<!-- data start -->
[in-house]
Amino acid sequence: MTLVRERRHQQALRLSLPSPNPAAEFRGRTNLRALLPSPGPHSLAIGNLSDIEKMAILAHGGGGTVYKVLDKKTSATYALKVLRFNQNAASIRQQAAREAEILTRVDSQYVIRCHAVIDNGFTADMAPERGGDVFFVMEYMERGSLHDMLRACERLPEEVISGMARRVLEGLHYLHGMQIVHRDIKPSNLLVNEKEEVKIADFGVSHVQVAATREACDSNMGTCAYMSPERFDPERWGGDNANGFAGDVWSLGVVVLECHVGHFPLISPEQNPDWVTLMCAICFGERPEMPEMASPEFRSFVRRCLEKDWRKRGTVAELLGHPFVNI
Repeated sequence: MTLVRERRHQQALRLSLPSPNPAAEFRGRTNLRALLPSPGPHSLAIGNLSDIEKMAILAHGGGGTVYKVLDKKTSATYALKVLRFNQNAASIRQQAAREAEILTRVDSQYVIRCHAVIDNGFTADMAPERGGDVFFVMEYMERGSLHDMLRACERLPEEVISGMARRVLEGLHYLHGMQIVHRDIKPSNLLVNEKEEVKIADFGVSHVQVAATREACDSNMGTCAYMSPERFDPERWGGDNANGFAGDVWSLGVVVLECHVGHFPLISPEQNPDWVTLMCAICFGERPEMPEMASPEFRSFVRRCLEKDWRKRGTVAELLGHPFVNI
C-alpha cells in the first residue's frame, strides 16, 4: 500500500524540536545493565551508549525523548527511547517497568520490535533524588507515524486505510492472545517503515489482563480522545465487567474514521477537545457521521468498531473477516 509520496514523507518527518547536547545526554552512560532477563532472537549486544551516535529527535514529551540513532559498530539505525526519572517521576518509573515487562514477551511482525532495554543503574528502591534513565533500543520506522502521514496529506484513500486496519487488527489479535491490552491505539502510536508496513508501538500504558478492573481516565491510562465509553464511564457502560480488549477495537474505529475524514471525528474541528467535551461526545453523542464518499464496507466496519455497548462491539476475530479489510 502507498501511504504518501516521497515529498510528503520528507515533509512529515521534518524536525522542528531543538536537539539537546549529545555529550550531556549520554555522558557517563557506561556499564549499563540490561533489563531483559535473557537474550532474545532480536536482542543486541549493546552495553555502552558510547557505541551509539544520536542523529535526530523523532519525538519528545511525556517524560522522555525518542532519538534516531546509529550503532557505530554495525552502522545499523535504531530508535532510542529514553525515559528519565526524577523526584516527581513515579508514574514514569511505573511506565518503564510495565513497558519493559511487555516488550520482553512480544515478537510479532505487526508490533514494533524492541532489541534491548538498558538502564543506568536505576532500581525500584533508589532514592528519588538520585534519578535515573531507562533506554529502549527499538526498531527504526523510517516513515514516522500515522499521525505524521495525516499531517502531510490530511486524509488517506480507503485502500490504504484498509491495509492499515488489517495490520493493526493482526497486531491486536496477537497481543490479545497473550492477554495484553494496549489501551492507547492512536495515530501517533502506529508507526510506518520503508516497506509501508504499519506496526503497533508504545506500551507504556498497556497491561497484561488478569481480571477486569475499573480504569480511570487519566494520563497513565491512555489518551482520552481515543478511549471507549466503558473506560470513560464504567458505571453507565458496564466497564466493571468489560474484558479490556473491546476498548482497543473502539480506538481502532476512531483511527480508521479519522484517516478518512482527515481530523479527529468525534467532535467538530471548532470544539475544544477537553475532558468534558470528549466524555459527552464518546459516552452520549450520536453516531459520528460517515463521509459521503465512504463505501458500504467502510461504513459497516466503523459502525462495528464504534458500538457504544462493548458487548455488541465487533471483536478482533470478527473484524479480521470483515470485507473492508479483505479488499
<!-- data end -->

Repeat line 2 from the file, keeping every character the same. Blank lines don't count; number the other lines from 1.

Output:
Amino acid sequence: MTLVRERRHQQALRLSLPSPNPAAEFRGRTNLRALLPSPGPHSLAIGNLSDIEKMAILAHGGGGTVYKVLDKKTSATYALKVLRFNQNAASIRQQAAREAEILTRVDSQYVIRCHAVIDNGFTADMAPERGGDVFFVMEYMERGSLHDMLRACERLPEEVISGMARRVLEGLHYLHGMQIVHRDIKPSNLLVNEKEEVKIADFGVSHVQVAATREACDSNMGTCAYMSPERFDPERWGGDNANGFAGDVWSLGVVVLECHVGHFPLISPEQNPDWVTLMCAICFGERPEMPEMASPEFRSFVRRCLEKDWRKRGTVAELLGHPFVNI